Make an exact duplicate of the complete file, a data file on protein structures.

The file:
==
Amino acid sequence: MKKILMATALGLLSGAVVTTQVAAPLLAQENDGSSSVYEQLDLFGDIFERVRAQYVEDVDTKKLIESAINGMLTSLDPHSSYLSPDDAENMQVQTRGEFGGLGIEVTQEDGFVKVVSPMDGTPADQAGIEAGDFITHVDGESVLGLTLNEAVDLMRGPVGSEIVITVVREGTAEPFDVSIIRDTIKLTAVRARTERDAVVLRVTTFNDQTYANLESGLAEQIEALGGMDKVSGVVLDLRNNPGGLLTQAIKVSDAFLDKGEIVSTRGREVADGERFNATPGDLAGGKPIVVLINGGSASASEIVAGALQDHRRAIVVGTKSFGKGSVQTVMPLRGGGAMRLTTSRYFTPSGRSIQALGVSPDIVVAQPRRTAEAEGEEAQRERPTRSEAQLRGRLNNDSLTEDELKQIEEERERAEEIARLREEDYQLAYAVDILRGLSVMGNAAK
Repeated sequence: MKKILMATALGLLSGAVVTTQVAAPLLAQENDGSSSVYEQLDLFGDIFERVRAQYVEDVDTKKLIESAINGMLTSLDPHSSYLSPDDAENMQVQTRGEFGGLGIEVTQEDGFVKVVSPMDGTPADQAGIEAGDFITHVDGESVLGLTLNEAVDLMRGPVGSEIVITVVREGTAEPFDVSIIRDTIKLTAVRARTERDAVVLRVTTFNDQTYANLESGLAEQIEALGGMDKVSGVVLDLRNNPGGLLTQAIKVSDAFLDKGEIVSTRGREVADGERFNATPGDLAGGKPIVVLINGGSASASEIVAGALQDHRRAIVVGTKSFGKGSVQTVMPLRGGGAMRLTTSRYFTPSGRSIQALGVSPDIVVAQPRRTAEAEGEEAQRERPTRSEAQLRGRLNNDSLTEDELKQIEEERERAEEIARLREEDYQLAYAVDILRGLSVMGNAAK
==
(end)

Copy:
Amino acid sequence: MKKILMATALGLLSGAVVTTQVAAPLLAQENDGSSSVYEQLDLFGDIFERVRAQYVEDVDTKKLIESAINGMLTSLDPHSSYLSPDDAENMQVQTRGEFGGLGIEVTQEDGFVKVVSPMDGTPADQAGIEAGDFITHVDGESVLGLTLNEAVDLMRGPVGSEIVITVVREGTAEPFDVSIIRDTIKLTAVRARTERDAVVLRVTTFNDQTYANLESGLAEQIEALGGMDKVSGVVLDLRNNPGGLLTQAIKVSDAFLDKGEIVSTRGREVADGERFNATPGDLAGGKPIVVLINGGSASASEIVAGALQDHRRAIVVGTKSFGKGSVQTVMPLRGGGAMRLTTSRYFTPSGRSIQALGVSPDIVVAQPRRTAEAEGEEAQRERPTRSEAQLRGRLNNDSLTEDELKQIEEERERAEEIARLREEDYQLAYAVDILRGLSVMGNAAK
Repeated sequence: MKKILMATALGLLSGAVVTTQVAAPLLAQENDGSSSVYEQLDLFGDIFERVRAQYVEDVDTKKLIESAINGMLTSLDPHSSYLSPDDAENMQVQTRGEFGGLGIEVTQEDGFVKVVSPMDGTPADQAGIEAGDFITHVDGESVLGLTLNEAVDLMRGPVGSEIVITVVREGTAEPFDVSIIRDTIKLTAVRARTERDAVVLRVTTFNDQTYANLESGLAEQIEALGGMDKVSGVVLDLRNNPGGLLTQAIKVSDAFLDKGEIVSTRGREVADGERFNATPGDLAGGKPIVVLINGGSASASEIVAGALQDHRRAIVVGTKSFGKGSVQTVMPLRGGGAMRLTTSRYFTPSGRSIQALGVSPDIVVAQPRRTAEAEGEEAQRERPTRSEAQLRGRLNNDSLTEDELKQIEEERERAEEIARLREEDYQLAYAVDILRGLSVMGNAAK